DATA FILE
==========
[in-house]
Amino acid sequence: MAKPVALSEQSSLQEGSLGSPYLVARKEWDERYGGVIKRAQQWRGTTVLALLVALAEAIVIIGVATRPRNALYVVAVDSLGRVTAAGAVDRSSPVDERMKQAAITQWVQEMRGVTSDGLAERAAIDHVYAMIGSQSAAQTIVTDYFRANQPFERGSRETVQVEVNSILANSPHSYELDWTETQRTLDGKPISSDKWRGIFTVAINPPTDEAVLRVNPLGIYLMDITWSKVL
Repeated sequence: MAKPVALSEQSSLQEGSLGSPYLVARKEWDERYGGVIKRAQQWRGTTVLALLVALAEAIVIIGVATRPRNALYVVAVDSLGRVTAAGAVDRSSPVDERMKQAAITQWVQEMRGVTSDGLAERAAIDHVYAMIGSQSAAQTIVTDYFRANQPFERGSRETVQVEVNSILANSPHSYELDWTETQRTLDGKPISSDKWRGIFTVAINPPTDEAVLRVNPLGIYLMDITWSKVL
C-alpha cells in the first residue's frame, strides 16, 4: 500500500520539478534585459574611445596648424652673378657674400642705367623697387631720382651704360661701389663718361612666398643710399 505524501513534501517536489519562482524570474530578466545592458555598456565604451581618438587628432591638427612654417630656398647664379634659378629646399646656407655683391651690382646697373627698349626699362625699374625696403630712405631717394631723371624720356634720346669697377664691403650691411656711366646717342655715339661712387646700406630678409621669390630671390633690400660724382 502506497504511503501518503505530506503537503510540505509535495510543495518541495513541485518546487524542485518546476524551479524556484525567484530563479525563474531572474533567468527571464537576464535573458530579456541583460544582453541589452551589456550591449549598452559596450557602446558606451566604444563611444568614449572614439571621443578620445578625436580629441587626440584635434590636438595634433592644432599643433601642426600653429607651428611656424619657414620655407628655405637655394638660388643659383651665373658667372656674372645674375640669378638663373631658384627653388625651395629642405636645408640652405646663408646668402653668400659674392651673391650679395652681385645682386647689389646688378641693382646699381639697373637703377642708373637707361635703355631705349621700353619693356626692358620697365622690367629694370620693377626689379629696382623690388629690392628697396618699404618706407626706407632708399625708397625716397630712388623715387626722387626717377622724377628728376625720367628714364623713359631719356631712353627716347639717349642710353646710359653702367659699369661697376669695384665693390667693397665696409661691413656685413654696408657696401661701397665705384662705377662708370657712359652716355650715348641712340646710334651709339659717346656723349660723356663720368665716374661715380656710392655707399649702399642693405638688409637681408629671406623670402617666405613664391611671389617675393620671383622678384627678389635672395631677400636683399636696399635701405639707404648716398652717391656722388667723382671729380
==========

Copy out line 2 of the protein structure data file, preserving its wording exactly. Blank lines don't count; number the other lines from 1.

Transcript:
Amino acid sequence: MAKPVALSEQSSLQEGSLGSPYLVARKEWDERYGGVIKRAQQWRGTTVLALLVALAEAIVIIGVATRPRNALYVVAVDSLGRVTAAGAVDRSSPVDERMKQAAITQWVQEMRGVTSDGLAERAAIDHVYAMIGSQSAAQTIVTDYFRANQPFERGSRETVQVEVNSILANSPHSYELDWTETQRTLDGKPISSDKWRGIFTVAINPPTDEAVLRVNPLGIYLMDITWSKVL